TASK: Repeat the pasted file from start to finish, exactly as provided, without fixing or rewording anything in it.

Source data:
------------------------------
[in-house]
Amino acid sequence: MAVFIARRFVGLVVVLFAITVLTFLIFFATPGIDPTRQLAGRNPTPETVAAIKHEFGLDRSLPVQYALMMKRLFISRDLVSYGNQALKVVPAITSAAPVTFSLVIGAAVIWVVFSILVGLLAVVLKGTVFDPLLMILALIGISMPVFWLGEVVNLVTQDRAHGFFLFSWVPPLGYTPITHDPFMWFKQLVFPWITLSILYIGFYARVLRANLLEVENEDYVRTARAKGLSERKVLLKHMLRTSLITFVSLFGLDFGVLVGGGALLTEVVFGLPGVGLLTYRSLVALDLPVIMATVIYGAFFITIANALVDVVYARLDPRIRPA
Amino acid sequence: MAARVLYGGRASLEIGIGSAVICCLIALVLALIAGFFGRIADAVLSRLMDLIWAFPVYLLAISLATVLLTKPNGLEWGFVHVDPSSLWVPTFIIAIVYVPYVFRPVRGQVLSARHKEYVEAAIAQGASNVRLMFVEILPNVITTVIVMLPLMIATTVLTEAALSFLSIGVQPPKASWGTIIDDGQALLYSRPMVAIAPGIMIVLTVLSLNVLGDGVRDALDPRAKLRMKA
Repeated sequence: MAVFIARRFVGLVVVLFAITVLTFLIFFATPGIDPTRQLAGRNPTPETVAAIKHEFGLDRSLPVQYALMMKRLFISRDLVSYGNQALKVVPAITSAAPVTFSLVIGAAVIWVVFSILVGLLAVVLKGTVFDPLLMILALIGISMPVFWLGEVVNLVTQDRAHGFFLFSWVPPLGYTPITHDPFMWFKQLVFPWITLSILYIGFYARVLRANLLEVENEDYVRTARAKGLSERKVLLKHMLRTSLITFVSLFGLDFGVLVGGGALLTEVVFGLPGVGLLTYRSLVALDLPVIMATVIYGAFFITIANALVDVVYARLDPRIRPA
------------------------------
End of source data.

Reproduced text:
[in-house]
Amino acid sequence: MAVFIARRFVGLVVVLFAITVLTFLIFFATPGIDPTRQLAGRNPTPETVAAIKHEFGLDRSLPVQYALMMKRLFISRDLVSYGNQALKVVPAITSAAPVTFSLVIGAAVIWVVFSILVGLLAVVLKGTVFDPLLMILALIGISMPVFWLGEVVNLVTQDRAHGFFLFSWVPPLGYTPITHDPFMWFKQLVFPWITLSILYIGFYARVLRANLLEVENEDYVRTARAKGLSERKVLLKHMLRTSLITFVSLFGLDFGVLVGGGALLTEVVFGLPGVGLLTYRSLVALDLPVIMATVIYGAFFITIANALVDVVYARLDPRIRPA
Amino acid sequence: MAARVLYGGRASLEIGIGSAVICCLIALVLALIAGFFGRIADAVLSRLMDLIWAFPVYLLAISLATVLLTKPNGLEWGFVHVDPSSLWVPTFIIAIVYVPYVFRPVRGQVLSARHKEYVEAAIAQGASNVRLMFVEILPNVITTVIVMLPLMIATTVLTEAALSFLSIGVQPPKASWGTIIDDGQALLYSRPMVAIAPGIMIVLTVLSLNVLGDGVRDALDPRAKLRMKA
Repeated sequence: MAVFIARRFVGLVVVLFAITVLTFLIFFATPGIDPTRQLAGRNPTPETVAAIKHEFGLDRSLPVQYALMMKRLFISRDLVSYGNQALKVVPAITSAAPVTFSLVIGAAVIWVVFSILVGLLAVVLKGTVFDPLLMILALIGISMPVFWLGEVVNLVTQDRAHGFFLFSWVPPLGYTPITHDPFMWFKQLVFPWITLSILYIGFYARVLRANLLEVENEDYVRTARAKGLSERKVLLKHMLRTSLITFVSLFGLDFGVLVGGGALLTEVVFGLPGVGLLTYRSLVALDLPVIMATVIYGAFFITIANALVDVVYARLDPRIRPA